NIGERIA. The Federal Republic of Nigeria, the most populous country in Africa, is also the leading African oil producer. About one-third of the landscape across which the Cross River Gorillas are spread lies within Nigeria, and all of this area is within Cross River State. Here, gorillas occur in three areas, the Afi Mountain Wildlife Sanctuary, the Mbe Mountains, and the Okwangwo Division of Cross River National Park. The total remaining population in the country is estimated at around 75-110 individuals. Existing Legislation:
NIGERIA. Nigeria is a country rich in oil mineral resources with proven reserves of 35 billion barrels of oil which ranks it as the world’s sixth largest oil producing nation.150 The discovery of oil in commercial quantities at Oloibiri in 1956 quickly garnered Nigeria the moniker of a country that is both blessed and cursed with crude oil.151Oil production in Nigeria is mainly done through joint ventures between the government and a number of multinational oil companies.152 Several decades since the exploitation of oil reserves began has seen the waters and landscape destroyed beyond beneficial use which is largely due to the degraded state of the environment caused by oil producing countries in the region.153 The TNCs which are responsible for the oil production continuously act in a manner that is without due regard for environmental consequences.154 This is evidenced by the fact that between 1976 and 1997 there were 5,334 reported cases of crude oil spills that released about 2.8 million barrels of oil into the land and coastal waters.155 It has been posited that in other oil producing 149 Okuthe I, ‘Environmental and Social Challenges of Oil and Gas Exploration in Kenya’, 169.150 Eweje G, ‘Environmental Costs and Responsibilities Resulting from Oil Exploration in Developing Countries: The Case of the Niger Delta of Nigeria’, 34.151 Hassan MA, ‘The right to a clean and healthy environment as a tool for seeking redress for damages caused byenvironmental pollution in Nigeria, with particular reference to the Niger Delta region: A case study of Jonah Gbemre vs. SPDC (2005) AHLR 151 (NgHC 2005)’ 3 Journal of the Mooting Society University of Lagos, 2018, 7.152 Eweje G, ‘Environmental Costs and Responsibilities Resulting from Oil Exploration in Developing Countries: The Case of the Niger Delta of Nigeria’, 34.153 Hassan MA, ‘The right to a clean and healthy environment as a tool for seeking redress for damages caused byenvironmental pollution in Nigeria, with particular reference to the Niger Delta region: A case study of Jonah Gbemre vs. SPDC (2005) AHLR 151 (NgHC 2005)’, 7.154 Hassan MA, ‘The right to a clean and healthy environment as a tool for seeking redress for damages caused byenvironmental pollution in Nigeria, with particular reference to the Niger Delta region: A case study of Jonah Gbemre vs. SPDC (2005) AHLR 151 (NgHC 2005)’, 7.155 Ugochukwu C and Ertel J, ‘Negative impacts of oil exploration on biodiversity management in the Niger Dearea of Nigeria’ 26...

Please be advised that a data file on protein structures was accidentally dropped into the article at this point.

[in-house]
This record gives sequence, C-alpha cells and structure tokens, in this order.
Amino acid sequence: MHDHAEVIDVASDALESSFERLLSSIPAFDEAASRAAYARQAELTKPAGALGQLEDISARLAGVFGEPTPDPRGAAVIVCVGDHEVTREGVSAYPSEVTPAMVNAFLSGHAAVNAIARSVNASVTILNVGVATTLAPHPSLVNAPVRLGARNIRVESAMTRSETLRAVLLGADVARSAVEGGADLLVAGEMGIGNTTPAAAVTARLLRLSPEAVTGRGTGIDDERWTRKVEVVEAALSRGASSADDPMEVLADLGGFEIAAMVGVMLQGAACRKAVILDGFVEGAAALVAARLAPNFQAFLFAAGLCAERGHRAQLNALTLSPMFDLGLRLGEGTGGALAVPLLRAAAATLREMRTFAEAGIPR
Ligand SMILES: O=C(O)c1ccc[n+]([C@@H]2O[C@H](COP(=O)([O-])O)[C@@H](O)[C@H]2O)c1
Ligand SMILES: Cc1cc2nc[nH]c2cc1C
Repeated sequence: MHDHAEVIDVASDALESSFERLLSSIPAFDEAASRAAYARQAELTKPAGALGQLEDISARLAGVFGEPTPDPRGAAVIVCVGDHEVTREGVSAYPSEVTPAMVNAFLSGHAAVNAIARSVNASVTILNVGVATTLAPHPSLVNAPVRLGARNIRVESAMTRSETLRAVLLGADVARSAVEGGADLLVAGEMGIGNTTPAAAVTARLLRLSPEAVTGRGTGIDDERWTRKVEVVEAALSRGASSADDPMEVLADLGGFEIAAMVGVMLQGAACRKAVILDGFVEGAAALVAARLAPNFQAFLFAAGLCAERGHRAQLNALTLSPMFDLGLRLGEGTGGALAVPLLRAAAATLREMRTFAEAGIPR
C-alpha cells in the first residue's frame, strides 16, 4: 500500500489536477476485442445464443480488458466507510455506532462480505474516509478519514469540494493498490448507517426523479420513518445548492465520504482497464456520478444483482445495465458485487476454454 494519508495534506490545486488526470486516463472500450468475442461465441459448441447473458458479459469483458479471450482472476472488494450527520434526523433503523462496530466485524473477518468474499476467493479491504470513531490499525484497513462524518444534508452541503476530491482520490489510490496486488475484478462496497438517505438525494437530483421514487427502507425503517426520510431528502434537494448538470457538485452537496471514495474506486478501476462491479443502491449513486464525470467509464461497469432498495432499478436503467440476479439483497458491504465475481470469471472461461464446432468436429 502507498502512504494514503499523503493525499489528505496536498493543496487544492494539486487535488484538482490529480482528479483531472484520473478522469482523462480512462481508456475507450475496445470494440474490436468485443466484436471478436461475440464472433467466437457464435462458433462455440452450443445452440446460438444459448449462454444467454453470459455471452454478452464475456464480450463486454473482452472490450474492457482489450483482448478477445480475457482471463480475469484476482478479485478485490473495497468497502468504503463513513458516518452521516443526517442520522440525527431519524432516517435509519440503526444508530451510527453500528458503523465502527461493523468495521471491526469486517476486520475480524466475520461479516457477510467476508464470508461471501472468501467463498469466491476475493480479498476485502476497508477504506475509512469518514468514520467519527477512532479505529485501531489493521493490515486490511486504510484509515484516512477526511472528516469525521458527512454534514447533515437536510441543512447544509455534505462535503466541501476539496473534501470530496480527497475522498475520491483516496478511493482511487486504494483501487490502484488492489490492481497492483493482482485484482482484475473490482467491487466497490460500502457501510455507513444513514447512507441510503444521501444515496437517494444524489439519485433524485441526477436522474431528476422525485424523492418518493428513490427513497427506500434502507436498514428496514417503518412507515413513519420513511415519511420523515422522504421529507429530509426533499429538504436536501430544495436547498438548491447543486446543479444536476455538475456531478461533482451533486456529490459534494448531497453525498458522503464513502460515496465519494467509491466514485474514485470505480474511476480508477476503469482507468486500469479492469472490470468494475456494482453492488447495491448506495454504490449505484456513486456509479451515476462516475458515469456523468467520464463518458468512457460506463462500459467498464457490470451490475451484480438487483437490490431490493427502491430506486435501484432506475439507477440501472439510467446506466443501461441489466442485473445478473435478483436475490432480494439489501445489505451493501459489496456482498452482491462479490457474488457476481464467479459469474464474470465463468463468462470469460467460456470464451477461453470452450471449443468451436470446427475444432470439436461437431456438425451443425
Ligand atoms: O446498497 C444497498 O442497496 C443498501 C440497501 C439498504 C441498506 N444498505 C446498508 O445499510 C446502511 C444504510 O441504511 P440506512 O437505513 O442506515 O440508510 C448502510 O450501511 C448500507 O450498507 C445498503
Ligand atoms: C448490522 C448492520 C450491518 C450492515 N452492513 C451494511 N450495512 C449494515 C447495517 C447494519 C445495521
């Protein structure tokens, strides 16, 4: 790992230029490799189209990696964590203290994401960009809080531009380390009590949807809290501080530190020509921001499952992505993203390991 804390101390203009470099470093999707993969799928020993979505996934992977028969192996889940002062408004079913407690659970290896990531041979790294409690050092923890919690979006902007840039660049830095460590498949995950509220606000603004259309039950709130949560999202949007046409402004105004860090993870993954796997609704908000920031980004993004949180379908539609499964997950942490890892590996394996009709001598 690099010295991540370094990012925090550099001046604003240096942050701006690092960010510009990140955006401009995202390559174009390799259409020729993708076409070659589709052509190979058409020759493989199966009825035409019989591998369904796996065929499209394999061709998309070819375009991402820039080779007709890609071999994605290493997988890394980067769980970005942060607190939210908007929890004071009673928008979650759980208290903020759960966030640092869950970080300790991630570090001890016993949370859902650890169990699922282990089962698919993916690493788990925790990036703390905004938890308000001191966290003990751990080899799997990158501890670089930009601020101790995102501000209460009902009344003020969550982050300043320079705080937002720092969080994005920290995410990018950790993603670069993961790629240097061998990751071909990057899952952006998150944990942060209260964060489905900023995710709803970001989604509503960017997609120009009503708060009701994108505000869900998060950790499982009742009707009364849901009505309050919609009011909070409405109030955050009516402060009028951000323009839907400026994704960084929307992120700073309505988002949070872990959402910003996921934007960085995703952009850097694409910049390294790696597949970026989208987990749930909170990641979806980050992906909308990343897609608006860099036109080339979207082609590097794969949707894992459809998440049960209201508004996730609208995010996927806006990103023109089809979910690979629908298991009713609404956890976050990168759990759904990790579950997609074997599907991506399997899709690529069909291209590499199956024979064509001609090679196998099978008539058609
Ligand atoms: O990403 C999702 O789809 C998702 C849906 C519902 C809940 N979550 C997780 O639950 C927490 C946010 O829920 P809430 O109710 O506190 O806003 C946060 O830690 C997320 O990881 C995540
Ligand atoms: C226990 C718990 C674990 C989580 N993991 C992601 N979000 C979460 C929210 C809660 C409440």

NIGERIA. Christian Aid:The overall goal of this project is: "to reduce the suffering of conflict-affected populations in Borno State". This goal will be achieved by providing emergency WASH and food assistance to conflict-affected populations in Borno State: food security; and water, sanitation & hygiene (WASH). These two sectors are among the priority needs identified in UNOCHA's Humanitarian Response Plan (HRP). Food SecurityFor the food security component, more attention will be devoted to providing emergency food assistance through unconditional transfers (UCTs) to vulnerable households. The target is to reach 500 HH (6 persons per HH, i.e. 3000 beneficiaries) with at least 4 rounds of transfers throughout the duration of this project. Essentially, 1200 males and 1800 females to benefit from the UCTs. Water, Sanitation & Hygiene (WASH)The WASH intervention will focus on providing integrated water supply, sanitation and hygiene promotion service which will contribute to better health among the affected community. Thus, the program will increase access to water supply through the construction of new hand pumps and the rehabilitation of existing water infrastructures. CA/NCA will also work on increasing the provision of sanitation facilities the through construction and rehabilitation of gender- disaggregated sanitation facilities as well as by means of implementing different environmental sanitation components in order to make safe living environment for the community. The WASH response will also focus on increasing the awareness of the community to enable them to take actions to prevent themselves and their family from communicable disease that are caused by lack of hygiene and sanitation. It is essential to note that results of needs assessment and degree of accessibility will determine the LGAs and communities where this intervention will occur. More information about the expected results and activities for this project are contained in the logical framework instrument attached as an annex to this proposal. Norwegian Church Aid: ProtectionThe proposed response will build upon the groundwork that NCA has established in building local capacity to respond to and prevent GBV. NCA focuses on working with local partner organizations who enjoy long-standing relationships with the communities and therefore enjoy unparalleled access and credibility among the affected populations. NCA's added value includes experience in working with local faith-based actors who command...